Let’s explore some do’s and don’ts for using emotional intelligence.
Don’t assume that you don’t bring your emotions to work with you. You don’t leave them at home.
How do you feel about your job? Do you love it? Do you hate it?
The way in which you answer that question will give you an understanding that there is some emotional component to the way in which you approach your work.
Don’t think that emotional intelligence is not relevant for your job. It’s not relevant in every job, but any job that involves influencing, persuading and developing relationships with people involves emotional intelligence.
Any decisions you need to make at work are going to be underpinned by how you feel about the situation and how this influences your thinking and your intuition.
Don’t think that your emotional intelligence needs no further development. It does! We are continually learning and growing as situations evolve and environments change around use. You will be continually assessing the ways in which you work with other people and so continually improving how you adapt around them.
Leadership, teamwork, organisational skills, change management, conflict management, all involve some elements of emotional intelligence.
Don’t use emotional intelligence to manipulate people and situations to your advantage. Don’t play on people’s fears and insecurities to get them to do what you want and that includes taking advantage of them when they are happy.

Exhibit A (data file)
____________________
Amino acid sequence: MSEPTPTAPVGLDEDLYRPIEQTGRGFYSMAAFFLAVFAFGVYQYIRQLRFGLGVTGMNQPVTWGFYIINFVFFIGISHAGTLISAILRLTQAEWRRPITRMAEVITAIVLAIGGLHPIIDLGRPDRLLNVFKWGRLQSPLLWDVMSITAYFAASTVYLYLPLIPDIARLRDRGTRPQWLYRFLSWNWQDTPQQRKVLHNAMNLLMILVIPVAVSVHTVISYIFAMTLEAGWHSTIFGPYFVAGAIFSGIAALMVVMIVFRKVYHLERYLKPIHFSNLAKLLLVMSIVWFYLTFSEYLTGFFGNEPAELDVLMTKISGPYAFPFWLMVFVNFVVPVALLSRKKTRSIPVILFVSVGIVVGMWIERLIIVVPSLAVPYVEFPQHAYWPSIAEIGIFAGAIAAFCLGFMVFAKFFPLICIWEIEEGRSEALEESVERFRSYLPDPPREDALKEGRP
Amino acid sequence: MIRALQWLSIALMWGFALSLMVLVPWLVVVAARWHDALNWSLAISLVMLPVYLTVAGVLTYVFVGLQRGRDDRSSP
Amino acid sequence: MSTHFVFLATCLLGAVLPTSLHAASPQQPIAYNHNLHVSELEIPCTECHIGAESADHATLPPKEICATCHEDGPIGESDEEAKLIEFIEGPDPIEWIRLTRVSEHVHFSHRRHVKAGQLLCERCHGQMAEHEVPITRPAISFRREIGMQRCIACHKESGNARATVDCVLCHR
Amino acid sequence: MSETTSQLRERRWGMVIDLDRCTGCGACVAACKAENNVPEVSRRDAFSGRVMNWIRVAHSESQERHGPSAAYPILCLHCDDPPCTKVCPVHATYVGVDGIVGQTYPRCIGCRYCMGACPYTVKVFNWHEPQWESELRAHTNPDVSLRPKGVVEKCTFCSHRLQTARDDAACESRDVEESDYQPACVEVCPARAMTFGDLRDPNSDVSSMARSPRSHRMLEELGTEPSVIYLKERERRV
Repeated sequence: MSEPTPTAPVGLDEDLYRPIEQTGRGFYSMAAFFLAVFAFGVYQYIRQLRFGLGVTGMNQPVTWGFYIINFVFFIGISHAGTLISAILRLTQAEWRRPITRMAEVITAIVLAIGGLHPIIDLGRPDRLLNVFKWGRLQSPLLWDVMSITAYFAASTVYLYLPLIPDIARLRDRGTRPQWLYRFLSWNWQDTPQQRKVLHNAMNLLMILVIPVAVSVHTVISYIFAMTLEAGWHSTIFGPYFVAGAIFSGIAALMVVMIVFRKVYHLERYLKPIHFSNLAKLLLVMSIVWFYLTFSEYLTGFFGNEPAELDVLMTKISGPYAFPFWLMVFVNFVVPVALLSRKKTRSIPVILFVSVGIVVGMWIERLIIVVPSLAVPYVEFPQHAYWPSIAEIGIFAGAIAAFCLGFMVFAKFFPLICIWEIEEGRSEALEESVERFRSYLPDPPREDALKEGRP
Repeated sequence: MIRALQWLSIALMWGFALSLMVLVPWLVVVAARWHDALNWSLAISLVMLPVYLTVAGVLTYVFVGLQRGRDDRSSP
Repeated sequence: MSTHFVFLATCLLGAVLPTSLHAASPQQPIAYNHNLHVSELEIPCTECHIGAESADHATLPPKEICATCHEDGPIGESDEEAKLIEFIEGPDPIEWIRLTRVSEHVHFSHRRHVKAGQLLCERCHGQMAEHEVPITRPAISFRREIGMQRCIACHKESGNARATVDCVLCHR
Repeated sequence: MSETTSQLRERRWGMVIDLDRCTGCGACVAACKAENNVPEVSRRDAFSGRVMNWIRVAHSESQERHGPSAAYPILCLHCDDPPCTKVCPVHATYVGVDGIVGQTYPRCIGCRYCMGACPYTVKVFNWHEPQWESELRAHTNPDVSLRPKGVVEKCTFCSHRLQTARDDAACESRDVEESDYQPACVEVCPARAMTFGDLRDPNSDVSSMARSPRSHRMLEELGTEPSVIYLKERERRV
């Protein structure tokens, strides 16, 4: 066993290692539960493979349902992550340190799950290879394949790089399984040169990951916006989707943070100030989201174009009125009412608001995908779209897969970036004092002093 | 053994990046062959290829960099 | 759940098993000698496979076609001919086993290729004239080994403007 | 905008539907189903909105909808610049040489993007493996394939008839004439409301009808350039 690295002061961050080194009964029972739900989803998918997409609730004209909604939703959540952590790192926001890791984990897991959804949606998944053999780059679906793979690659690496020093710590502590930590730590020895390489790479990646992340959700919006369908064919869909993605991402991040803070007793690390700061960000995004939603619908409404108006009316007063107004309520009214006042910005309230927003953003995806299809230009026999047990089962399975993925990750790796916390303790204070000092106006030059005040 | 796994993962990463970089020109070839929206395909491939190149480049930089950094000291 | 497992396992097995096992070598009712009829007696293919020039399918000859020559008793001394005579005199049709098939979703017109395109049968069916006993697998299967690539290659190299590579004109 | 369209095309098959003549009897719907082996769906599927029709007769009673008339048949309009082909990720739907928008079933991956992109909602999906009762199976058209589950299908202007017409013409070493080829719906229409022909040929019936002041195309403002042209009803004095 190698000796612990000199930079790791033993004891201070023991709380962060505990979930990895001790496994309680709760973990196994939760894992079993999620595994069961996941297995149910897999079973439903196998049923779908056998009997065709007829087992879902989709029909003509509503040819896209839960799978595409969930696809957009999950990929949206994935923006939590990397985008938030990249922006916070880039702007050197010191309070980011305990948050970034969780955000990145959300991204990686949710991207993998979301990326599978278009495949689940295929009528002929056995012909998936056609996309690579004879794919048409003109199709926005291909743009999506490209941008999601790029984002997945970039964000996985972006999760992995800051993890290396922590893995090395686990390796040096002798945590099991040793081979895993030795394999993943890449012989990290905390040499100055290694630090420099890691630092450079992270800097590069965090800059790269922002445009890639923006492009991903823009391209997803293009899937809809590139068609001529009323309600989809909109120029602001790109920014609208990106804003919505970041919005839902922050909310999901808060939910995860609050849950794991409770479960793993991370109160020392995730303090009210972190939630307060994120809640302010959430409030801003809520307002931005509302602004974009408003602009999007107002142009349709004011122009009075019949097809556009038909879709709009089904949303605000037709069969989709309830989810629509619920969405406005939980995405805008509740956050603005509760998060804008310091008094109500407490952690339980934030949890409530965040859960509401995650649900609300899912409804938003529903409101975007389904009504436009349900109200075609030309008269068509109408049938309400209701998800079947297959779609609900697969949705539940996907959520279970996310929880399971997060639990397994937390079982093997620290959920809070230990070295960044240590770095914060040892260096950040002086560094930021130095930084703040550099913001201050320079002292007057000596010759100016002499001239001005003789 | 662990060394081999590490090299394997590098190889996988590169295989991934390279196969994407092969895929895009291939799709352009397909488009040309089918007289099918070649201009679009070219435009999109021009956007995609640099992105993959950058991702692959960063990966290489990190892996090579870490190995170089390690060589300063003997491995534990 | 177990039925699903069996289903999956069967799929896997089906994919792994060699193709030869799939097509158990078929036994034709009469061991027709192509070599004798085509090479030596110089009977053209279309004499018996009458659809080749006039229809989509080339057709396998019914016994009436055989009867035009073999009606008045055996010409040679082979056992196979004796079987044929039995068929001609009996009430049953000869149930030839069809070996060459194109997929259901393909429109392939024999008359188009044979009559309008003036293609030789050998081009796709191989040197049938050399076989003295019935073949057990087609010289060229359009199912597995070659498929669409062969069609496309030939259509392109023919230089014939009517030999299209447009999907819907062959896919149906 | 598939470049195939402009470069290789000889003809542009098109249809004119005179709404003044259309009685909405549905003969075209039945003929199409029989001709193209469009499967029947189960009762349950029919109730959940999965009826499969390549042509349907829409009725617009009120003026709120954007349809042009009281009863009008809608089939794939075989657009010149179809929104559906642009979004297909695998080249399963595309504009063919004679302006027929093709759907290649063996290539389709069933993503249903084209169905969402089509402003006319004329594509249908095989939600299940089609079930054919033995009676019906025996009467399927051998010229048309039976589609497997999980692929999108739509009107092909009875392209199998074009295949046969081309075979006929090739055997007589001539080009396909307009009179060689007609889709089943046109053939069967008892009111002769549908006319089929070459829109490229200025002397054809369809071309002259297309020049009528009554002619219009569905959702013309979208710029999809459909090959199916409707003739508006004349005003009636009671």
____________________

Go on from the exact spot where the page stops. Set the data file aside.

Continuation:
This includes being overly critical. Criticizing others is often an unconscious defense mechanism to alleviate our own insecurities and this is not being emotionally intelligent.
We’re all critical sometimes. And it’s not necessarily a bad thing—to think carefully and critically about the world around us is a vital skill. It helps us navigate the world and our relationships in an objective way.
Helpful criticism is about making the world better. Unhelpful criticism is about making yourself feel better.
Here are some do’s to consider around your emotional intelligence.
Think about how you emotionally react to other people.
How do they make you feel?
How does another person’s behaviour influence your emotions and how you behave towards them?
How do you use the underlying emotions and those feelings in terms of building relationships?
Consider ways in which you might test and develop your emotional intelligence.
There are many good quality assessments that will measure and evaluate how you are working with your emotional intelligence. They can give you some really valuable insights that will develop your self awareness.
Consider working with a coach who can help you to determine how you’re engaging with your emotions. They can give you an understanding around how you’re reacting to situations and offer you new perspectives.
Ask yourself honestly how well do you react to the concerns of other people?
How do you use your empathy? How important is it for you to see things from their viewpoint?
Can you see things from other perspectives? How much does your attitude and your way of thinking prevent you from keeping an open mind?
How can you use the power in emotional intelligence?
How can you help others to touch them, influence them and make the world a better place for everyone?
And, finally, enjoy working with your emotional intelligence.